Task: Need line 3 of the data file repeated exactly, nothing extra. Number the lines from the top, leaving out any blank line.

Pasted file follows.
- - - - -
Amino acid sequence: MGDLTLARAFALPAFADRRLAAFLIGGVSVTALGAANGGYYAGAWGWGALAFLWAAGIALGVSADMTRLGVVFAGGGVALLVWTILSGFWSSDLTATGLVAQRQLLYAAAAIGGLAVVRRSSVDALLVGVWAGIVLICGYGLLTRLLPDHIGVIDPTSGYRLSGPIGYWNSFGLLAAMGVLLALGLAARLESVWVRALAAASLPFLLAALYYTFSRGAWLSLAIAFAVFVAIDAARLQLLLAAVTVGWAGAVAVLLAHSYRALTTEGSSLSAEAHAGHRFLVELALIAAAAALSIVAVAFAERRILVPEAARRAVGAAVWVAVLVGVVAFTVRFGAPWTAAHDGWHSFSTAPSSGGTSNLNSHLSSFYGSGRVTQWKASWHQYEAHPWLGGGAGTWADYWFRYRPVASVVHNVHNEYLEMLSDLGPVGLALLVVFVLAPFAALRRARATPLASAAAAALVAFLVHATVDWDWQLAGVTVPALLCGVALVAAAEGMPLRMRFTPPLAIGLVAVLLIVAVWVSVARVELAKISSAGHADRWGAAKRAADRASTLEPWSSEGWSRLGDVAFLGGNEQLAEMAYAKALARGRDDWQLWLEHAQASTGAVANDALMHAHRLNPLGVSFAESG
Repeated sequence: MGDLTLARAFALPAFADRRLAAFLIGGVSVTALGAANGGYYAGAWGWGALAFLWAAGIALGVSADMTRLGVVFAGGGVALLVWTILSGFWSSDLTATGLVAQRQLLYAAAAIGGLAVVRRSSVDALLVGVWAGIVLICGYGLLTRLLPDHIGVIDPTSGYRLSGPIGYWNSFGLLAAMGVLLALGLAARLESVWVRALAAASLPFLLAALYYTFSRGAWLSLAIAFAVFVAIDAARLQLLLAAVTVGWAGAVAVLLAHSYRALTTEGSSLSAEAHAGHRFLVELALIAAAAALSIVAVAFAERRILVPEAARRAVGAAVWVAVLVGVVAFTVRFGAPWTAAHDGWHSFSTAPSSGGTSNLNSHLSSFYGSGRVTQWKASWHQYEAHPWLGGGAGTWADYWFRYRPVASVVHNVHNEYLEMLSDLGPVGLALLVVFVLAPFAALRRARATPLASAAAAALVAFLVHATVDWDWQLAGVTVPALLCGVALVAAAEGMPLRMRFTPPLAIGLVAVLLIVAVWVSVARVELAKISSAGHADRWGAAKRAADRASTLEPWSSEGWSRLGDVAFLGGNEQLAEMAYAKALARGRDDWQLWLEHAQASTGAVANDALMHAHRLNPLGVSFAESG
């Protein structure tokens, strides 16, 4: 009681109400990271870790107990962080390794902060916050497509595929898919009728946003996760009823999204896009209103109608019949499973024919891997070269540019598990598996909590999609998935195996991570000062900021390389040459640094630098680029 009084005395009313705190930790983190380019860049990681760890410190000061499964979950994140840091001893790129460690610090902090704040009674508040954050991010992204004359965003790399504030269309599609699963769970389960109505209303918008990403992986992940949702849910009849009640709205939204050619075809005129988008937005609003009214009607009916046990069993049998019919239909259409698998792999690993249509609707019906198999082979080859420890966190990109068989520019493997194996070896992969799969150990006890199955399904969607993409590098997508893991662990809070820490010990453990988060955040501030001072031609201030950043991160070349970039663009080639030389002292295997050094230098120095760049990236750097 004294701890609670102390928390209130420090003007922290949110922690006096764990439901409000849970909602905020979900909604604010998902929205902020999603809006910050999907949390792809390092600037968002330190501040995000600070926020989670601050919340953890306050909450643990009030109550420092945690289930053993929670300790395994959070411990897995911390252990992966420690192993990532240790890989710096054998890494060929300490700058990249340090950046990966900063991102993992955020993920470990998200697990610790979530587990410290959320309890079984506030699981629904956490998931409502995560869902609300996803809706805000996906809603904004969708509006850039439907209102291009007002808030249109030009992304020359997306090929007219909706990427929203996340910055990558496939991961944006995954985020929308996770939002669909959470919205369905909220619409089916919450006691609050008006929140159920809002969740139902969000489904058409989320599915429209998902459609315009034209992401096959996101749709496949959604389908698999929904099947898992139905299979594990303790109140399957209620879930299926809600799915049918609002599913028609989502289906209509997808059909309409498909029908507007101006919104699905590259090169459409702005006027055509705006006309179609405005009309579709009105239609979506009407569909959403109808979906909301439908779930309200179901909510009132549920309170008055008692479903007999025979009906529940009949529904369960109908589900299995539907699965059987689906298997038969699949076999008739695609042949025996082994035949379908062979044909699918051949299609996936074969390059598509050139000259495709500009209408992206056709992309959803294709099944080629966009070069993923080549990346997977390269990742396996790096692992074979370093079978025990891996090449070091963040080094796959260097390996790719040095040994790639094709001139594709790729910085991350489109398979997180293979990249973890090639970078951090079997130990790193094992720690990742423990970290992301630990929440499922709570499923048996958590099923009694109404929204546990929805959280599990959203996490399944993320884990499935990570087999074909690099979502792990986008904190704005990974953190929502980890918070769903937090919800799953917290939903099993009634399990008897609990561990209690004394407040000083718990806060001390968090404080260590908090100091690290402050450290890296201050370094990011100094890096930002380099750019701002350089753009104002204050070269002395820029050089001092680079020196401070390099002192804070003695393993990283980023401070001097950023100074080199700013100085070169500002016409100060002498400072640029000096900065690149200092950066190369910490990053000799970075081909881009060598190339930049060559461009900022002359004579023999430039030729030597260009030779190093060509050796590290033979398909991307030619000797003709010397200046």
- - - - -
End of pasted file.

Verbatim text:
């Protein structure tokens, strides 16, 4: 009681109400990271870790107990962080390794902060916050497509595929898919009728946003996760009823999204896009209103109608019949499973024919891997070269540019598990598996909590999609998935195996991570000062900021390389040459640094630098680029 009084005395009313705190930790983190380019860049990681760890410190000061499964979950994140840091001893790129460690610090902090704040009674508040954050991010992204004359965003790399504030269309599609699963769970389960109505209303918008990403992986992940949702849910009849009640709205939204050619075809005129988008937005609003009214009607009916046990069993049998019919239909259409698998792999690993249509609707019906198999082979080859420890966190990109068989520019493997194996070896992969799969150990006890199955399904969607993409590098997508893991662990809070820490010990453990988060955040501030001072031609201030950043991160070349970039663009080639030389002292295997050094230098120095760049990236750097 004294701890609670102390928390209130420090003007922290949110922690006096764990439901409000849970909602905020979900909604604010998902929205902020999603809006910050999907949390792809390092600037968002330190501040995000600070926020989670601050919340953890306050909450643990009030109550420092945690289930053993929670300790395994959070411990897995911390252990992966420690192993990532240790890989710096054998890494060929300490700058990249340090950046990966900063991102993992955020993920470990998200697990610790979530587990410290959320309890079984506030699981629904956490998931409502995560869902609300996803809706805000996906809603904004969708509006850039439907209102291009007002808030249109030009992304020359997306090929007219909706990427929203996340910055990558496939991961944006995954985020929308996770939002669909959470919205369905909220619409089916919450006691609050008006929140159920809002969740139902969000489904058409989320599915429209998902459609315009034209992401096959996101749709496949959604389908698999929904099947898992139905299979594990303790109140399957209620879930299926809600799915049918609002599913028609989502289906209509997808059909309409498909029908507007101006919104699905590259090169459409702005006027055509705006006309179609405005009309579709009105239609979506009407569909959403109808979906909301439908779930309200179901909510009132549920309170008055008692479903007999025979009906529940009949529904369960109908589900299995539907699965059987689906298997038969699949076999008739695609042949025996082994035949379908062979044909699918051949299609996936074969390059598509050139000259495709500009209408992206056709992309959803294709099944080629966009070069993923080549990346997977390269990742396996790096692992074979370093079978025990891996090449070091963040080094796959260097390996790719040095040994790639094709001139594709790729910085991350489109398979997180293979990249973890090639970078951090079997130990790193094992720690990742423990970290992301630990929440499922709570499923048996958590099923009694109404929204546990929805959280599990959203996490399944993320884990499935990570087999074909690099979502792990986008904190704005990974953190929502980890918070769903937090919800799953917290939903099993009634399990008897609990561990209690004394407040000083718990806060001390968090404080260590908090100091690290402050450290890296201050370094990011100094890096930002380099750019701002350089753009104002204050070269002395820029050089001092680079020196401070390099002192804070003695393993990283980023401070001097950023100074080199700013100085070169500002016409100060002498400072640029000096900065690149200092950066190369910490990053000799970075081909881009060598190339930049060559461009900022002359004579023999430039030729030597260009030779190093060509050796590290033979398909991307030619000797003709010397200046």